I received an audio copy of this book from the publisher, Macmillan Audio, via NetGalley in exchange for an honest review.
The Wife Upstairs is an updated, reimagined Jane Eyre. It’s an interesting twist on a classic story, and I’m loving how many such novels have come out recently and how many more are scheduled for publication soon.
But as with all such books, I think it’s going to be hit-or-miss with lovers of the original. Seeing how Hawkins updated and tinkered with the original characters is fun, especially regarding the supporting cast. It’s her approach to Jane that I had issues with. One of the main draws of the classic, at least for me, is Jane Eyre’s character. She upright and good and wholesome and selfless, all without seeming two-dimensional or unlikely in any way. This Jane is definitely not that one. She’s selfish. Greedy. Shallow. Petty. She steals from the rich for the simple pleasure of it. I did find still her oddly likable, but she in no way measures up to the Jane I love.
That being said, there were a lot of things I very much enjoyed about this book. First of all, the decision Hawkins made with regards to setting was so smart. There’s nothing quite as Gothic in feel as Victorian England, but the American South is the next best thing in terms of atmosphere. Southern Gothic is such an interesting subgenre, and the way Hawkins blended that into a classical Gothic story was noteworthy. The story takes place in Alabama, in a wealthy subdivision called Thornfield Estates. Jane is a dog-walker instead of a governess, which is how she, a broke orphan who has aged out of the system, finds herself in this glitzy neighborhood. It’s here she meets Eddie Rochester, she he almost runs her over in his sports car. Neither of their lives will ever be the same.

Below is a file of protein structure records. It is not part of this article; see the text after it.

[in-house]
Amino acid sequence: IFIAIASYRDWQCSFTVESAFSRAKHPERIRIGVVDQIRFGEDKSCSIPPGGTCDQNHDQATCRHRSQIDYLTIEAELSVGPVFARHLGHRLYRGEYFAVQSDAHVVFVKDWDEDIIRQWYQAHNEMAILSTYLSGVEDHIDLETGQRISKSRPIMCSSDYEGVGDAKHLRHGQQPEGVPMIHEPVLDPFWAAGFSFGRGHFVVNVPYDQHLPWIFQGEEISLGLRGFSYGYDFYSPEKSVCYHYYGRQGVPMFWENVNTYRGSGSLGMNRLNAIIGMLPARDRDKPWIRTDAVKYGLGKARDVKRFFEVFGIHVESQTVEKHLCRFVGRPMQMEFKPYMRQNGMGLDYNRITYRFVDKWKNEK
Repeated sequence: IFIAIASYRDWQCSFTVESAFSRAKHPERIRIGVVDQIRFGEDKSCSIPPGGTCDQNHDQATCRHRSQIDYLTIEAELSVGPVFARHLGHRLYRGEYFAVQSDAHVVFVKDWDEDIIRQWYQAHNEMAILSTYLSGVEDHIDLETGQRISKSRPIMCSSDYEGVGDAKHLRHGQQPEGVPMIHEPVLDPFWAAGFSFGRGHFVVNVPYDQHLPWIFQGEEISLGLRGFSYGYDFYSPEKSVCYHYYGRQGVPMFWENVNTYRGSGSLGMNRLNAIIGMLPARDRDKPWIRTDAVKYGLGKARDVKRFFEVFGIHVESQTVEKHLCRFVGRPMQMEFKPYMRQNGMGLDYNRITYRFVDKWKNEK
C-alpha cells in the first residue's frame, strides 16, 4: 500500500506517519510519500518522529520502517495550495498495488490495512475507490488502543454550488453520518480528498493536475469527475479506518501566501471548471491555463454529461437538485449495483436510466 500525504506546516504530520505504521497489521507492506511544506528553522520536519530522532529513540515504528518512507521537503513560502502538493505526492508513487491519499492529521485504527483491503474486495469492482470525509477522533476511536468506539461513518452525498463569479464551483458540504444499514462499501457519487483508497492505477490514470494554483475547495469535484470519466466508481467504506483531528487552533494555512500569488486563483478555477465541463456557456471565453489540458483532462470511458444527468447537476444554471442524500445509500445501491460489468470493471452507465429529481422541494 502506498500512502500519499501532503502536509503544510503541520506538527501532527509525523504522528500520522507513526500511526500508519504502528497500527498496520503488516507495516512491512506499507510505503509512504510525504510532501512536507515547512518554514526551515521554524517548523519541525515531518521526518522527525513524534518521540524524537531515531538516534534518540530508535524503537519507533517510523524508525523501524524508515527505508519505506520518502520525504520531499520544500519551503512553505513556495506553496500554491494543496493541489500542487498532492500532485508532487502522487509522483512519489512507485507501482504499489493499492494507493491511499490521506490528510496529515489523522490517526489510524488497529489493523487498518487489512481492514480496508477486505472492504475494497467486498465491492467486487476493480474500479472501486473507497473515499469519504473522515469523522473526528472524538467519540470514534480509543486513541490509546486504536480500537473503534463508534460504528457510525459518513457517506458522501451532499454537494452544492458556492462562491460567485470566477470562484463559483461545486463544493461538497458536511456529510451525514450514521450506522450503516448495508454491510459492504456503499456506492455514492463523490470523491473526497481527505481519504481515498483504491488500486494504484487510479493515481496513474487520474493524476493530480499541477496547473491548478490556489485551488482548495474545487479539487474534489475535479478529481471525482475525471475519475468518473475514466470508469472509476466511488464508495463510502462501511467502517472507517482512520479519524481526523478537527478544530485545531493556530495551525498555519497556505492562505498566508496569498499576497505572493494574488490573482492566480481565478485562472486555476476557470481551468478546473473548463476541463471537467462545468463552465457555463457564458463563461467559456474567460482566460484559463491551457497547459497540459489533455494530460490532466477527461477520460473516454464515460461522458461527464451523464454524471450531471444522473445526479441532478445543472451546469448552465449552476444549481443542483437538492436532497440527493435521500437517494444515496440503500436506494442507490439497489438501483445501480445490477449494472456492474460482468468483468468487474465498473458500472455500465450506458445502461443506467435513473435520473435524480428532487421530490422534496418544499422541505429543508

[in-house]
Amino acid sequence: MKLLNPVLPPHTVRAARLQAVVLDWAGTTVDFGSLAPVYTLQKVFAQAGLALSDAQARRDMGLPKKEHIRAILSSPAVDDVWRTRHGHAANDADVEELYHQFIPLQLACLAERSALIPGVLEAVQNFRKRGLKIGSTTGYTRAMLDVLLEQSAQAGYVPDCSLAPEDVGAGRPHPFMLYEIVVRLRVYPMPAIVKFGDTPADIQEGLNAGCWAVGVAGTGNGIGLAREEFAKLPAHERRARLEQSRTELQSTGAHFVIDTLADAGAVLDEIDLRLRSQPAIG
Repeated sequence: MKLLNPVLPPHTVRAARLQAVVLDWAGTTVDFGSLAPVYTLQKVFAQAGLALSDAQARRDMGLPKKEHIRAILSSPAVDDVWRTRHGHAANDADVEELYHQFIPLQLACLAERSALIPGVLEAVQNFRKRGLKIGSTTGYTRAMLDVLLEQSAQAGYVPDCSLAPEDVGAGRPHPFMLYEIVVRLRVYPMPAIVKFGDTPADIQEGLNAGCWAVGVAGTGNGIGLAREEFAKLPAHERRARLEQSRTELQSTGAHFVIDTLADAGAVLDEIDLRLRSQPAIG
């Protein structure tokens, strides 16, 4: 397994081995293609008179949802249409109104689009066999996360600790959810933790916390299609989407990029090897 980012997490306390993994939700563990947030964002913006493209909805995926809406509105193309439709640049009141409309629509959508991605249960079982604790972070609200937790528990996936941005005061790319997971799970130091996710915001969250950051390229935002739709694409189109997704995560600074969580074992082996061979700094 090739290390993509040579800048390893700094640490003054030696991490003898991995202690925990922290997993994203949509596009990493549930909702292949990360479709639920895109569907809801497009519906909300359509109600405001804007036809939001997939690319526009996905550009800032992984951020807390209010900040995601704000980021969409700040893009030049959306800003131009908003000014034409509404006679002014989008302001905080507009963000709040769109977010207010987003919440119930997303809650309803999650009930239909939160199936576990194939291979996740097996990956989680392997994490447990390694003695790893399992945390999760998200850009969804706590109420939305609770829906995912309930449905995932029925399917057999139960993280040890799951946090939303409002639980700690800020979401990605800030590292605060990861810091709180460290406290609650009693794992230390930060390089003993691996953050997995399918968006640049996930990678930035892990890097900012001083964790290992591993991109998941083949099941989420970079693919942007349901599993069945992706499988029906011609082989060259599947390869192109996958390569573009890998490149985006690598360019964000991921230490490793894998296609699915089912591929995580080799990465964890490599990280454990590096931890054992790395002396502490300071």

I very much enjoyed the ways in which Hawkins tweaked the original plot so that it was still surprising to readers of her source material while not veering far enough from it to lose its resemblance. Even though, or maybe because, I’m very familiar with the novel that inspired this one, there were plot points that surprised me a bit, which made my experience much more enjoyable and entertaining. Also, the audiobook is well narrated, with a different narrator for each point of view. The narrators oozed character into their performances, which made me want to just keep listening.
If you have any kind of sentimental attachment to Jane Eyre, I’m not sure this is going to be the right book for you. But it might be! Finding the ways in which Hawkins tipped her hat to the original adds a scavenger hunt element to an already engaging story. And if you’ve never read the classic, this is a fun riff on it that I think you’ll enjoy for its own sake, but also might leave you intrigued enough to give the original a try.
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